Wednesday, May 15, 2013

Joseph Farman, 1930-2013

Joe Farman, who is commonly described as the man who discovered the ozone hole, has died last Saturday aged 82. In comparison to other researchers in the field of ozone layer science, such as the nobel prize winning Rowland, Molina and Crutzen, he attracted far less attention. For example, his Wikipedia entry is still only a 'stub' to this day - even though his death has been duly acknowledged. The Daily Telegraph, from which the picture is taken had an obituary on Monday.

Farman did not seek the limelight, and did not give many media interviews. I interviewed him at the British Antarctic Survey (BAS) in Cambridge when I was working on my book Transnational Environmental Policy. I met a man who was very thoughtful, polite, but also outspoken. I remember him smoking his pipe and humming melodies during our conversation, when pausing for an answer, making funny remarks, laughing and chuckling a lot.

When I say Farman discovered the ozone hole this is of course not entirely accurate. For one, he published the paper in Nature together with his co-authors Brian Gardiner and Jonathan Shanklin, two colleagues at the BAS (you can see a picture of all three in this obituary on the BBC). And the team did not use the term ozone hole to describe what they had discovered, which were abnormally low ozone concentration in Antarctic Spring. This metaphor was invented later, by Sherwood Rowland.

The Nature paper had an interesting history. First, the authors hesitated with the publication since they wanted to be absolutely sure they had reliable data. The data showed ozone values far below anything thought possible at the time. After they decided to send the paper to Nature, interested parties tried to intervene. Farman told me how the chemical firm ICI, a producer of ozone destroying CFCs, tried to block publication: "ICI rang me up, they had a copy of the paper long before it was published. And ICI said: You must not publish that, it is not science! And I said: No, it is not science. But I am going to publish it. It does not prove anything, of course it doesn’t. How can you prove such things at this stage? I feel that this is the first real effect of CFCs. You can see vaguely how it can happen." (p.95)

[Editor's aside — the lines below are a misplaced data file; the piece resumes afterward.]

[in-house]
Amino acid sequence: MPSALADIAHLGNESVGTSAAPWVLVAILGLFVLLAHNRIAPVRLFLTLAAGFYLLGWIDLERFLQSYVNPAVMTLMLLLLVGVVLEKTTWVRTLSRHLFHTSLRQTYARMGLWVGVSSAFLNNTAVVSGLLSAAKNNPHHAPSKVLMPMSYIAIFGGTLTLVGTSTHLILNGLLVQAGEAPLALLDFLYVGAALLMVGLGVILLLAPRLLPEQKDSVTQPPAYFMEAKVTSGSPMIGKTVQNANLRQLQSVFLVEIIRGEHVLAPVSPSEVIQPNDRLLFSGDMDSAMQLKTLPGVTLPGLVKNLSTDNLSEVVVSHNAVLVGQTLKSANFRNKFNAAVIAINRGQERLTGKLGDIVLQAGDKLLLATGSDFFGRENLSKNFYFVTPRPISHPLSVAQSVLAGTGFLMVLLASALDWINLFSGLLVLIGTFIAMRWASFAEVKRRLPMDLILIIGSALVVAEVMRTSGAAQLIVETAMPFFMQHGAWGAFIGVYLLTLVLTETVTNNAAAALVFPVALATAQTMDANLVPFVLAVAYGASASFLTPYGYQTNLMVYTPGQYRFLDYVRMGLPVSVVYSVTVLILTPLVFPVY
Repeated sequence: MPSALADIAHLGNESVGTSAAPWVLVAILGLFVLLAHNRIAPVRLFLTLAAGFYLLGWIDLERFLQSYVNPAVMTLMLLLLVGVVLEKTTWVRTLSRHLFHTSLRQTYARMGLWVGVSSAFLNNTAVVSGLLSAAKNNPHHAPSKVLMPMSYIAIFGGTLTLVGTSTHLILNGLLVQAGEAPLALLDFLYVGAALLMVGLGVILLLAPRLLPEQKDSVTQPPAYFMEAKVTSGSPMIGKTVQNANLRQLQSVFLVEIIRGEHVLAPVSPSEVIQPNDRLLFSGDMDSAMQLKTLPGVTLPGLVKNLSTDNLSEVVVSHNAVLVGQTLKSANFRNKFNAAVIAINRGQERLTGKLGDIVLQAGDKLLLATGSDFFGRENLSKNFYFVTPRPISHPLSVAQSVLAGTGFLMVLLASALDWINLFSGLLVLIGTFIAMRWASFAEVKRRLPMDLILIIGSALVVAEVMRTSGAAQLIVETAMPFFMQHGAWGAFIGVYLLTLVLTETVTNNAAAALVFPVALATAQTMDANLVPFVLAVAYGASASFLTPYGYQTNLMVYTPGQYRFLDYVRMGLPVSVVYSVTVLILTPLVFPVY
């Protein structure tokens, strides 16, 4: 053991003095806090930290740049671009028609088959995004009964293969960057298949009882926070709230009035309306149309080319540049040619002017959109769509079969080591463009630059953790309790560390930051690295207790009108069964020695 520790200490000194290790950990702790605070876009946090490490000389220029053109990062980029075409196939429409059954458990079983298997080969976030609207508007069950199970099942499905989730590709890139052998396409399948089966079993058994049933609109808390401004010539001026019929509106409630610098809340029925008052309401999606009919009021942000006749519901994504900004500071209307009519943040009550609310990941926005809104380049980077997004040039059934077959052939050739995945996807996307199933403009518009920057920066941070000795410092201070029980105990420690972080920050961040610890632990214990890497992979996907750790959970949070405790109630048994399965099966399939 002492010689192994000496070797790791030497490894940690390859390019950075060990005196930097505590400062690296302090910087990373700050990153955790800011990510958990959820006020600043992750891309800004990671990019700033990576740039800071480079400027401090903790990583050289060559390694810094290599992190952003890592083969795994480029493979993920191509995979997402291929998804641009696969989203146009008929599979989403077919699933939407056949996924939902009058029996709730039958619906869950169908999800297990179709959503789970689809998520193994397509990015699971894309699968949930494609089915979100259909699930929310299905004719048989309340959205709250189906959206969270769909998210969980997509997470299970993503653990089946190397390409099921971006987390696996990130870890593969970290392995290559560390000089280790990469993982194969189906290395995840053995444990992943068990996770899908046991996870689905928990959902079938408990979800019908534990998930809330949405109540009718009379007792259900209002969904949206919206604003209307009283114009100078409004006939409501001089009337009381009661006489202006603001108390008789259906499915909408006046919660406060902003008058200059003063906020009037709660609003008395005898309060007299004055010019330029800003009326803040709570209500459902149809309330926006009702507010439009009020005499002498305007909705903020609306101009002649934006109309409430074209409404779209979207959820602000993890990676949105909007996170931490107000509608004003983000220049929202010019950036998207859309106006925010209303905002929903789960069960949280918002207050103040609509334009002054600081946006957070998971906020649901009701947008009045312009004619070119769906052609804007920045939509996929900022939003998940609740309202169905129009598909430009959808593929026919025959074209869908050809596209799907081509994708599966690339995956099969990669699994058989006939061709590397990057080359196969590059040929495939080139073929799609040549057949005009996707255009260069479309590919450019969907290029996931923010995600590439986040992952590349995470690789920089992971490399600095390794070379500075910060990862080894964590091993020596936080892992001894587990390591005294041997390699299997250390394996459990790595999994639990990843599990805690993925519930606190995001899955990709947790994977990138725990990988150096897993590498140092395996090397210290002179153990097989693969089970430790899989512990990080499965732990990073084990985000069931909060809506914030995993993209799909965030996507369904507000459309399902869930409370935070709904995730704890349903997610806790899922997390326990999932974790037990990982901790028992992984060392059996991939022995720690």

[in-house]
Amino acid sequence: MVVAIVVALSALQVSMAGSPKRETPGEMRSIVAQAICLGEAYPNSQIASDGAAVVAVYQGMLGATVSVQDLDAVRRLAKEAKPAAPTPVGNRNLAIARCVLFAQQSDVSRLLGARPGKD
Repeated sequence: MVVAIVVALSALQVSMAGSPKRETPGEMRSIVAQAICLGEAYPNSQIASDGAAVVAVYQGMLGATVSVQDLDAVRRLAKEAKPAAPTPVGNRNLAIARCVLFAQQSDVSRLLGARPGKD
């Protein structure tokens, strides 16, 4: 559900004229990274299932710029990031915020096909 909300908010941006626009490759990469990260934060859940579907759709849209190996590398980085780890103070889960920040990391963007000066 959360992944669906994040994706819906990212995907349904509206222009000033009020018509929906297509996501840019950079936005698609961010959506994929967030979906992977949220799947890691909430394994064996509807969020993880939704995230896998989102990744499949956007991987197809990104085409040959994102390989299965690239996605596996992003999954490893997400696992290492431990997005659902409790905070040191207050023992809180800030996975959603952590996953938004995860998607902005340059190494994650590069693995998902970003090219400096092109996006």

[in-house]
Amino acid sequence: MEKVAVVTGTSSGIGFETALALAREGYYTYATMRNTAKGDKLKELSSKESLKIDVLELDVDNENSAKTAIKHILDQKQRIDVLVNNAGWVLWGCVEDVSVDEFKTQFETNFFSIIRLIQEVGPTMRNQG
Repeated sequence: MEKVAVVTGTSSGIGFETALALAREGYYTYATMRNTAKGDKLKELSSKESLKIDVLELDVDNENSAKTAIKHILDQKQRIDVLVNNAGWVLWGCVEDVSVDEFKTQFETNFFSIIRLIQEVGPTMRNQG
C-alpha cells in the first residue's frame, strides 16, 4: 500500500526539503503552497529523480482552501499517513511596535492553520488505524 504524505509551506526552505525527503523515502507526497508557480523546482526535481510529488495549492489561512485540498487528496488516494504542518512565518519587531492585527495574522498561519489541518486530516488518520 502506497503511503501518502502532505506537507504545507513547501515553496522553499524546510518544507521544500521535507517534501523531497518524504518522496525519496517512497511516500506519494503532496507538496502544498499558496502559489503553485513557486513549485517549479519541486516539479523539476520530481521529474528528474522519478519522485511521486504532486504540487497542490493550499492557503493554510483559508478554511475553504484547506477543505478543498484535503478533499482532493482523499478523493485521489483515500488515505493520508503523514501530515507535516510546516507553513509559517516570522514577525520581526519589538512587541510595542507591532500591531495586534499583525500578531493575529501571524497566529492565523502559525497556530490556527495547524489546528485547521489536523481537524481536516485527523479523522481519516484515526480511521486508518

Alice Bell in the Guardian points to a Farman interview with the BBC, in their Oral History series. There are audio files of more than 13 hrs and there is also a full transcript available.

It appears that also his Head of division at BAS tried to block publication of the paper: "That’s where I learnt for the first time that my head of division had tried to suppress that paper. He’d written to the Met Office, a copy which still exists, saying he believed this paper shouldn’t be published ‘cause it’d be very embarrassing if my inferences were wrong".

Three years ago at the 25th anniversary of the discovery of the ozone hole, Farman was interviewed by the BBC. I had a comment on Klimazwiebel which you can read here.


Werner Krauss said...

Great science history and story. I push the "respect" and the "like" button.

ghost said...

I am not sure which button I should press, but this is a very interesting and very respectful post by Reiner Grundmann. Actually, I liked it.

IMHO, the ozone depletion problem and the following actions were a bit considered as a blueprint for the global warming problem for many people and organizations. However, the second problem is much, much more difficult, I think.

Martin Heimann said...

Nice post - and no doubt that Farman was a great scientist. But, was't there a Japanese scientist, Shigeru Chubachi, who reported on low ozone values already a year prior to the British group? These minor details get forgotten nowadays. Might be a nice case study on the history of scientific discoveries and how these are remembered later in the different cultures.

@ReinerGrundmann said...

Martin Heimann

Maureen Christie covers this aspect in her book The Ozone Layer: A philosophy of Science perspectve, p.49

The Japanese team had only year of data whereas the British had 25 years.

@ReinerGrundmann said...

*only one year of data*